9 inventions from the 1960s that are still the same today

It's hard to improve on Bubble Wrap and Slurpees!

The 1960s gave us many things that haven’t stood the test of time. Vegetable-flavored Jell-O, anyone? But some things conceived during that era are not only still around but have remained largely the same as when they were first introduced.

Here are nine things from the 1960s that are still (mostly) the same today.

1. Liquid Paper


In the 1950s, an executive secretary named Bette Nesmith (later changed to Bette Nesmith Graham) was fed up with her inability to correct any mistakes she made when typing something up. She was an artist and knew that when she needed to fix something in a painting she would just paint over it instead of trying to erase it. She took that same principle and applied it to her typing. Thus “Mistake Out” was born. Bette began manufacturing her new invention in her own house with the help of her young son, Michael (yes – Michael Nesmith of The Monkees). While technically invented in the 1950s, the company did not officially adopt the name Liquid Paper or become widely known until the sixties. The product is still around today in the same form except for one important change — the toxic ingredient trichloroethane was removed in 1989.

2. Bubble Wrap


Alfred Fielding and business partner Marc Chavannes invented Bubble Wrap while trying to create textured wallpaper they thought would be cool and modern. At first, they were discouraged by the amount of air bubbles trapped in the sealed plastic. They tried many different uses for it, like greenhouse insulation, but nothing worked. In 1960, they founded the Sealed Air Corporation and a year later they struck gold. IBM had just released the 1401 computer (the “Model T” of computing) and needed a safe way to ship it. The Sealed Air Corp. knew they had the perfect thing! Bubble Wrap became a necessity in shipping fragile items and now in the age of online shopping has become more relevant than ever.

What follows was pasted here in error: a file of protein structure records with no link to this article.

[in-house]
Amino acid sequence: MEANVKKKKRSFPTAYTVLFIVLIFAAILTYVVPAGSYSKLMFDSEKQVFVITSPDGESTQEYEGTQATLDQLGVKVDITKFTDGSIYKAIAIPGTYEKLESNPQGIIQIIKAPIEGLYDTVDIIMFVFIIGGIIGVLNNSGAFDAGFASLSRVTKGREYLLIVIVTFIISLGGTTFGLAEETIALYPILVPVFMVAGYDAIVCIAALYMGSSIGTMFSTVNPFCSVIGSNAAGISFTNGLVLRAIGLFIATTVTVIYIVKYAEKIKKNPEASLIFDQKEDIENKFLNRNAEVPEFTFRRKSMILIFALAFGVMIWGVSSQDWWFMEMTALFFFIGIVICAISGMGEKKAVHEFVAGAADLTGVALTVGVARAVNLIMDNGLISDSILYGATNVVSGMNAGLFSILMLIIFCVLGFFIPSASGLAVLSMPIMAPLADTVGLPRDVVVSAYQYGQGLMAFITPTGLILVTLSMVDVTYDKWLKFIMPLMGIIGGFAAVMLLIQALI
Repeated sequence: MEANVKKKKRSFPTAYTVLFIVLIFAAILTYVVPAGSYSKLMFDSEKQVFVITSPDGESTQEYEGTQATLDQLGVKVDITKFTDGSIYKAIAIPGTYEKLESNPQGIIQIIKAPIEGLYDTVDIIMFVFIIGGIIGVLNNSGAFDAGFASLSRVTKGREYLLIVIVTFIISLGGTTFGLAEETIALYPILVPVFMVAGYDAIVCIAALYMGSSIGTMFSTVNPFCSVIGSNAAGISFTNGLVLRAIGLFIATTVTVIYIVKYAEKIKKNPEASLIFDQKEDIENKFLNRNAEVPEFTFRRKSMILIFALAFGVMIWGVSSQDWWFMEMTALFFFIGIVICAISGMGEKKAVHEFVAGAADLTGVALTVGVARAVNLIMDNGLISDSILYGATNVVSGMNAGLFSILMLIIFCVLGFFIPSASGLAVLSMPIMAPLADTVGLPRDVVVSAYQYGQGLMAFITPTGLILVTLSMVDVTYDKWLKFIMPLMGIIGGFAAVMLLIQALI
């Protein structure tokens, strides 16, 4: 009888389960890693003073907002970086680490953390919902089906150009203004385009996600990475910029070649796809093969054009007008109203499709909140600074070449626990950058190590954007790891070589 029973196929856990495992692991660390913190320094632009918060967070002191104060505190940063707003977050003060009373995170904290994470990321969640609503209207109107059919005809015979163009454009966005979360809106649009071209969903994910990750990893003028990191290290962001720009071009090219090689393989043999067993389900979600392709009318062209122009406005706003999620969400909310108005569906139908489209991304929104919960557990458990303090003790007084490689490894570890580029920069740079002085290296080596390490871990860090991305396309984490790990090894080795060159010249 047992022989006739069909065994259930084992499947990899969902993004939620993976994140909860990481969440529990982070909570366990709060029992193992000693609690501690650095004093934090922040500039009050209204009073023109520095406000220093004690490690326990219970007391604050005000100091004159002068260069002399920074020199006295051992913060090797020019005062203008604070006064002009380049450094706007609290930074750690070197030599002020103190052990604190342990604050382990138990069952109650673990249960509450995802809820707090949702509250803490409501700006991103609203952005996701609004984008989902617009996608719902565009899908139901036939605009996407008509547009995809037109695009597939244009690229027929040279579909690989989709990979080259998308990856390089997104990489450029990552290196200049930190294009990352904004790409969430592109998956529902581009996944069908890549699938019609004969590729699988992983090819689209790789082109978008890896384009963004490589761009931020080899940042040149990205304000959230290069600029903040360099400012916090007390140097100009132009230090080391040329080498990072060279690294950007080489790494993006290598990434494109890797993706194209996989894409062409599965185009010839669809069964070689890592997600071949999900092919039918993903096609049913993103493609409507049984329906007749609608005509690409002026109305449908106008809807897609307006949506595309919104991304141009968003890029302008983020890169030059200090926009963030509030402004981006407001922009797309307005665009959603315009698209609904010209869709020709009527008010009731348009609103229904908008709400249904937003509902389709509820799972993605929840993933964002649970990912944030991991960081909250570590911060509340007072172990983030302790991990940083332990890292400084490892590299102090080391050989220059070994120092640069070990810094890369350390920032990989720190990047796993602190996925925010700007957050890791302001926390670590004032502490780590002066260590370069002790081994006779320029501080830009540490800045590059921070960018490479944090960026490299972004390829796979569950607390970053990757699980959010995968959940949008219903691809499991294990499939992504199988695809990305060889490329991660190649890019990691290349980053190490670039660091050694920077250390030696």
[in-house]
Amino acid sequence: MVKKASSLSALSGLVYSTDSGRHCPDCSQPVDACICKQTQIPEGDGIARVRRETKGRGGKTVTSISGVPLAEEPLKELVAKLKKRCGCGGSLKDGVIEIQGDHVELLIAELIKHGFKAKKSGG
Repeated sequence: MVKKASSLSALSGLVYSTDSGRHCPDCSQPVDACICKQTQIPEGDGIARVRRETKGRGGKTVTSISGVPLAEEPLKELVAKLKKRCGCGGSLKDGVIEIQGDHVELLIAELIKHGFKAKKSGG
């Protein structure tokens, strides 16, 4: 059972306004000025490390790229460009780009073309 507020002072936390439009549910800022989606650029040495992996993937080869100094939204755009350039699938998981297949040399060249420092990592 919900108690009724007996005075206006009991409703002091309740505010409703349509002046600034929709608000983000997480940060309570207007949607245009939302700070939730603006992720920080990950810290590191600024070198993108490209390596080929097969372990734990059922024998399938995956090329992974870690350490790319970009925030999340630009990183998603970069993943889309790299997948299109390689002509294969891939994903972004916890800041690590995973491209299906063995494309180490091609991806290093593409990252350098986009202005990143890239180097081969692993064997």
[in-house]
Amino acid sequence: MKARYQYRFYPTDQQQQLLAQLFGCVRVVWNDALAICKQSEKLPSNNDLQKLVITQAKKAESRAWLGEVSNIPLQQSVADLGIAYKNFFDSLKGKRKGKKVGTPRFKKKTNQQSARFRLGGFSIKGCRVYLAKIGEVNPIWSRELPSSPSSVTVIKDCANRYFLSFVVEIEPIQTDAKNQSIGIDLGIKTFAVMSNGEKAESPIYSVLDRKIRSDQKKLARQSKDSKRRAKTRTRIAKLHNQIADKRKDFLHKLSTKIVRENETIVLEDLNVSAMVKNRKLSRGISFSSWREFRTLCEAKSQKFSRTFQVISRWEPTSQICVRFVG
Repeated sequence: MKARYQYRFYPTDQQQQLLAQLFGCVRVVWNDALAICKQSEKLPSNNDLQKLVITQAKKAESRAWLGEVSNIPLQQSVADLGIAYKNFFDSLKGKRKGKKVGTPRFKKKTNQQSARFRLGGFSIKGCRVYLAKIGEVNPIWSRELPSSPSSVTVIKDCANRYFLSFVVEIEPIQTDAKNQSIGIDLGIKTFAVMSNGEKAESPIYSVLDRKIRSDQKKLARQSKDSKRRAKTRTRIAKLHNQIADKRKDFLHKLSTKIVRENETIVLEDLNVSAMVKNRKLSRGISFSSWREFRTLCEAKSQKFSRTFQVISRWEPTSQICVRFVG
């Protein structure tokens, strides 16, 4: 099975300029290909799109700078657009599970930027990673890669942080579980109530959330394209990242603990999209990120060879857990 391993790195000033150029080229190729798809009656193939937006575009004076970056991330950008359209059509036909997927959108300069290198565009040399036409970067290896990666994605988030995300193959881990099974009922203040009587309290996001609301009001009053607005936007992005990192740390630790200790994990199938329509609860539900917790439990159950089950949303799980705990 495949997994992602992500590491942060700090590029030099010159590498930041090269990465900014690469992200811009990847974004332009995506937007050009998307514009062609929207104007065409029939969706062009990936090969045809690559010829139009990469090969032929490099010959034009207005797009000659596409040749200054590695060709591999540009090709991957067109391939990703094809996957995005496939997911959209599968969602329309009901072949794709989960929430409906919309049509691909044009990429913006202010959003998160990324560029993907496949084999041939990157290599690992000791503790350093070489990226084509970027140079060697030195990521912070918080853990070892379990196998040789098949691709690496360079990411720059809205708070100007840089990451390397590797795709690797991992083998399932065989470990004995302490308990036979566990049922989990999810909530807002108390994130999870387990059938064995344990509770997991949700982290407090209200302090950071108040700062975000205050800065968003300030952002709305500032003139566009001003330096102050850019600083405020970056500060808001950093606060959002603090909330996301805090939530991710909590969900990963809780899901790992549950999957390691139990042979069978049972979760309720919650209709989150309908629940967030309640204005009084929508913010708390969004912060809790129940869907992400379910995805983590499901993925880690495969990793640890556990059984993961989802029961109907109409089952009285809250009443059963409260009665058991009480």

3. 9-1-1


In 1968, the American Telephone and Telegraph Company (AT&T) proposed using 9-1-1 as a national emergency services number. They chose those numbers in particular because they were simple, easy to remember and had not been used as an area code for any region in the United States. On February 16, 1968, Speaker of the Alabama House Rankin Fite made the first ever 911 call in Haleyville, Alabama. This emergency 911 system in Haleyville is still in operation to this day.

4. Aspartame


In 1965, G.D. Searle & Company chemist James M. Schlatter created aspartame while synthesizing ingredients for a planned anti-ulcer drug. While working with this new substance he accidentally got some on his fingers. He licked his finger to pick up a piece of paper and was surprised at the sweet taste. Schlatter knew he had something good on his hands (literally) and decided to develop it further. While discovered in the Sixties, aspartame wasn’t approved by the FDA until 1981, gaining commercial names like NutraSweet and Equal.